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The Internal Revenue Service has announced that individuals who had their “tax rebates” directly deposited into Individual Retirement Accounts (IRA) and other tax-favored accounts may withdraw those “rebate” amounts without liability for either income tax or penalties.
As everyone probably knows by now, most taxpayers are entitled to receive a special “tax rebate” (formally known as an Economic Stimulus Payment, or ESP) based upon their 2007 income, filing status, etc. Most individual filers will receive $600 ($1200 for a couple filing a joint return) plus an additional $600 each dependent child under age 17. For taxpayers whose tax liability is less than the prescribed amount, the ESP is limited to the amount of their tax liability, but not less than $300/$600/$300 so long as certain requirements are met. Finally, the ESP is phased out for taxpayers whose adjusted gross income is over $75,000 (or $150,000 on a joint return).
The ESP’s are being distributed by check, except for taxpayers who elected on their returns to have a regular tax refund directly deposited to a single designated account of the taxpayer. (If the taxpayer elected to have a regular refund directly deposited into multiple accounts, as is permitted, the ESP will be paid by check, rather than deposit to multiple accounts.) The designated account could be a checking or savings account, but it could also be an IRA, a Health Savings Account (HSA), a Coverdell education savings account, an qualified tuition program (a “529 account”) or an Archer MSA. The problem that has been recognized is that taxpayers who elected direct deposit of their regular refund to a single account may not have intended, or even realized, that their ESPs would be deposited to that same account. In addition, an inadvertent ESP deposit could cause contribution limitations to be exceeded. If the taxpayer simply withdraws the ESP amount from an IRA or other tax-favored account, withdrawals from those accounts are normally taxable income, and may be subject to tax penalties (such as most withdrawals from an IRA prior to age 59½).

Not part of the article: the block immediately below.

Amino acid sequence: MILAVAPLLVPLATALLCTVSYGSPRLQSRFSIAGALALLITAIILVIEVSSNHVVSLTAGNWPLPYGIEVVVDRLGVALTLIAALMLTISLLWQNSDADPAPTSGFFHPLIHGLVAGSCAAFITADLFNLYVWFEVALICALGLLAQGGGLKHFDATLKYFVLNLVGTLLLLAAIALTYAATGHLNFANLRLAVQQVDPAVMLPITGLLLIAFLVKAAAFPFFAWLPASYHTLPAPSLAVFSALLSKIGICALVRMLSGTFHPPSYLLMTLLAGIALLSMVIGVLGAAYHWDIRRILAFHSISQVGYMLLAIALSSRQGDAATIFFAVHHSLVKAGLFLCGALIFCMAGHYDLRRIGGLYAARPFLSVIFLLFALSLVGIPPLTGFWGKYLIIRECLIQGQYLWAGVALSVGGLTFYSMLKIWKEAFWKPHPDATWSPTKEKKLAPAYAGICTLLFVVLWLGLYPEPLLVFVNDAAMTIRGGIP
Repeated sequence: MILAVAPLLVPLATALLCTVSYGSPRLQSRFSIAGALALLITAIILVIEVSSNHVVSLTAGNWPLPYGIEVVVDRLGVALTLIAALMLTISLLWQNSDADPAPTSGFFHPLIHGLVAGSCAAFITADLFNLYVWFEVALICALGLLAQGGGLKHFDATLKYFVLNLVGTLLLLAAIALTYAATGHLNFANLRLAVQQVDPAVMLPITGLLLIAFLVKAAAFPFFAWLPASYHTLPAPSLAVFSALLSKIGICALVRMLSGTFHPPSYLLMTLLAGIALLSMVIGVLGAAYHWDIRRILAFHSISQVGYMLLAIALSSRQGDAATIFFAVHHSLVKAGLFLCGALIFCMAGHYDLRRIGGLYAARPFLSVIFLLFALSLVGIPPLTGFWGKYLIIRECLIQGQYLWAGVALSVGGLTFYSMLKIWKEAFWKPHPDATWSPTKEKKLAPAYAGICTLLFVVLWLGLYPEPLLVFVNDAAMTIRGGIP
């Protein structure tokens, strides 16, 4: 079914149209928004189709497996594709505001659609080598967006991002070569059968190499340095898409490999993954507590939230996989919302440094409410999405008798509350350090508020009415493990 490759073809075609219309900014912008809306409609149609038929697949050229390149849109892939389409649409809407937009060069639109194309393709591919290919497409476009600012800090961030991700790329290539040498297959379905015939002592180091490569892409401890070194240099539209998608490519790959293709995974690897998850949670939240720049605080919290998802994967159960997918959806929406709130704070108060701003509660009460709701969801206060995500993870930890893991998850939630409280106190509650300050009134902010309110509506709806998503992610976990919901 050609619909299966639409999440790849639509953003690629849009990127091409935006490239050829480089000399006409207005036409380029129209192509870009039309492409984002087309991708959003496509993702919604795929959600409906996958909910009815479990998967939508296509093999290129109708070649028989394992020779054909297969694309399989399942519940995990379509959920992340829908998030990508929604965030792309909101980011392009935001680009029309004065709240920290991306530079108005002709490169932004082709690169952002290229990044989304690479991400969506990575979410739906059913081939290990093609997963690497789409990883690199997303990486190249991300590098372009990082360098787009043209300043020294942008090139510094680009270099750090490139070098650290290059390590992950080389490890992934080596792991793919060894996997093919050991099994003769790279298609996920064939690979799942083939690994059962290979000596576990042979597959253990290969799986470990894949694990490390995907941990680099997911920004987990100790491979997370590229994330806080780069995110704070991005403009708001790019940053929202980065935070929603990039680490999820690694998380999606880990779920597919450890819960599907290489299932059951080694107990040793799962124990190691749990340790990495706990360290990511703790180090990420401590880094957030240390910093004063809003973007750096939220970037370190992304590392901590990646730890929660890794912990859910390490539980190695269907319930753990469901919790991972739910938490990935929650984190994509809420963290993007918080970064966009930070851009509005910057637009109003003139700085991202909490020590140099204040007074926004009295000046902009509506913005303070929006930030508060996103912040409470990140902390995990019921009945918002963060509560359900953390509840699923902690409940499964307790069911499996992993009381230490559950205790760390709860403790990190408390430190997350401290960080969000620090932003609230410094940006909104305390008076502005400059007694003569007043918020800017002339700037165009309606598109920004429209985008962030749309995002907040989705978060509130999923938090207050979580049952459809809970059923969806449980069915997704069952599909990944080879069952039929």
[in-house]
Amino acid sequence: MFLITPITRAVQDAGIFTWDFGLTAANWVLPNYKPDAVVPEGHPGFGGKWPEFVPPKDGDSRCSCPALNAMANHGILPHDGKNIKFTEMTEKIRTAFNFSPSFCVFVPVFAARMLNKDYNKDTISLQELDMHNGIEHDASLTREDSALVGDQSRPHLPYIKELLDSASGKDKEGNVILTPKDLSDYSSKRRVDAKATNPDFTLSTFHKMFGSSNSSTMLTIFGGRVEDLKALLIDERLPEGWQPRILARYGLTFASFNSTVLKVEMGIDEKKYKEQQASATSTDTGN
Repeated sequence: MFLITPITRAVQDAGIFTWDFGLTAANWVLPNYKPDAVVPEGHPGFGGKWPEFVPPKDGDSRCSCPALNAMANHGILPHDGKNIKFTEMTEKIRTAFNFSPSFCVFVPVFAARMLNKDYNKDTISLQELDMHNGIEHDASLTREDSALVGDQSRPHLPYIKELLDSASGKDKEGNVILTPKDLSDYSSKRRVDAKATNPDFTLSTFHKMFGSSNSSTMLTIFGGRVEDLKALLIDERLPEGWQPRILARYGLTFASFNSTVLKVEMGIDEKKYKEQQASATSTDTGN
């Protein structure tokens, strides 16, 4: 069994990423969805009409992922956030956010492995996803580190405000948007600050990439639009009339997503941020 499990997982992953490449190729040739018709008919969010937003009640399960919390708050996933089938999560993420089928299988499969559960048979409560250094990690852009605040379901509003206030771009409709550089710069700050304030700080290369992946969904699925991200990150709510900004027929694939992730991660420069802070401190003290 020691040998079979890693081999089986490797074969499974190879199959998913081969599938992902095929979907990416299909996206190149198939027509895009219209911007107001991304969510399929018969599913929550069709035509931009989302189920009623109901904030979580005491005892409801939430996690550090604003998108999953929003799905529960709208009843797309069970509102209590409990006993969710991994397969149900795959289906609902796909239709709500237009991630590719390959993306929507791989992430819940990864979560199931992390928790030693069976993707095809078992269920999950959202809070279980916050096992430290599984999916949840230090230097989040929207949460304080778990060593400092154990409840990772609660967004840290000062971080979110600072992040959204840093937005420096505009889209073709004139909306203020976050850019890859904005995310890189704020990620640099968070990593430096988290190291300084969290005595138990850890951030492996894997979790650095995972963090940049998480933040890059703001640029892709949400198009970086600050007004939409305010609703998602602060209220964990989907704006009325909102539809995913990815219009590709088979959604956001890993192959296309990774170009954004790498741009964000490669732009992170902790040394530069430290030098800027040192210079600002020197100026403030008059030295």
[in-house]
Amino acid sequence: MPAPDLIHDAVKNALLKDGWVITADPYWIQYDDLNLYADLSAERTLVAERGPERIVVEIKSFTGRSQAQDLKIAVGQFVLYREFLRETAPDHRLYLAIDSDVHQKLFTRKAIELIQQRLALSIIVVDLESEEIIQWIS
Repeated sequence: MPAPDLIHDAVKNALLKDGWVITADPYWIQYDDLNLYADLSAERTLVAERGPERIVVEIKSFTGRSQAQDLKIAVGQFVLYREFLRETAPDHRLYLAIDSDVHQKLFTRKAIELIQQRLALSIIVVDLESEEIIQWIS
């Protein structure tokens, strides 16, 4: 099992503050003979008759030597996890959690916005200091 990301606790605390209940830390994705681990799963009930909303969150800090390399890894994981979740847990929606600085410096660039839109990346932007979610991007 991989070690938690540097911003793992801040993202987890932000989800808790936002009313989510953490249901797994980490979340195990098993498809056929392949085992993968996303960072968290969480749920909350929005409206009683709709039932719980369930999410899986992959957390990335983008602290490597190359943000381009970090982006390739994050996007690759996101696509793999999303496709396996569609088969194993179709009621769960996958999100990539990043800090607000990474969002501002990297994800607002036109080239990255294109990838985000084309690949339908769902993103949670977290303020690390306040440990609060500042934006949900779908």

In order to resolve this problem, the IRS has announced that directly-deposited ESP amounts may be withdrawn from the enumerated types of tax-favored accounts, without liability for income taxes or penalties on the withdrawal. The withdrawal can be the entire ESP amount (without earnings), or just a portion of the ESP; if only part is withdrawn, the remaining part will be treated as having been contributed to the account on the date of deposit. The withdrawal must be made not later than the due date for the taxpayer’s 2008 tax return (normally April 15, 2009, but could be extended), or in the case of a Coverdell account, May 31, 2009, if later.
Finally, since banks and other financial institutions will not be able to distinguish between a permitted tax-free withdrawal of an ESP and other withdrawals, both the contribution of the ESP and the withdrawal will continue to be reported in the usual manner (for example, on Form 1099-R). Instructions to the 2008 income tax returns will provide the manner in which a tax-free withdrawal should be reported on the return in order to avoid the tax liabilities.
If you have any questions regarding this issue, please contact the author of this Alert, Jeffrey S. Ashendorf, a partner in our New York City office, at firstname.lastname@example.org or 212-453-5926, or any member of our Employee Benefits Practice Group.